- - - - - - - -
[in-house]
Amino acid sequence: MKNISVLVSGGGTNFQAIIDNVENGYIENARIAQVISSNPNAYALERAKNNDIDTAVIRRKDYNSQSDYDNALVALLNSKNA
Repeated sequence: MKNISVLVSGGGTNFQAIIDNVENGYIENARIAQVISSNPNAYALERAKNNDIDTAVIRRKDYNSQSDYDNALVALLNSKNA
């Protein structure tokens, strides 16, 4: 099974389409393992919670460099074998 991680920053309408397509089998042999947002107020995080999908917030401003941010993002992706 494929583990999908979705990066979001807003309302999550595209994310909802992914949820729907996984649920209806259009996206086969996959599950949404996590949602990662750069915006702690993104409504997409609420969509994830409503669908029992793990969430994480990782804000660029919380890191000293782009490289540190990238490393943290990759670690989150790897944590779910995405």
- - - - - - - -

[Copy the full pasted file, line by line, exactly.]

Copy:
[in-house]
Amino acid sequence: MKNISVLVSGGGTNFQAIIDNVENGYIENARIAQVISSNPNAYALERAKNNDIDTAVIRRKDYNSQSDYDNALVALLNSKNA
Repeated sequence: MKNISVLVSGGGTNFQAIIDNVENGYIENARIAQVISSNPNAYALERAKNNDIDTAVIRRKDYNSQSDYDNALVALLNSKNA
């Protein structure tokens, strides 16, 4: 099974389409393992919670460099074998 991680920053309408397509089998042999947002107020995080999908917030401003941010993002992706 494929583990999908979705990066979001807003309302999550595209994310909802992914949820729907996984649920209806259009996206086969996959599950949404996590949602990662750069915006702690993104409504997409609420969509994830409503669908029992793990969430994480990782804000660029919380890191000293782009490289540190990238490393943290990759670690989150790897944590779910995405």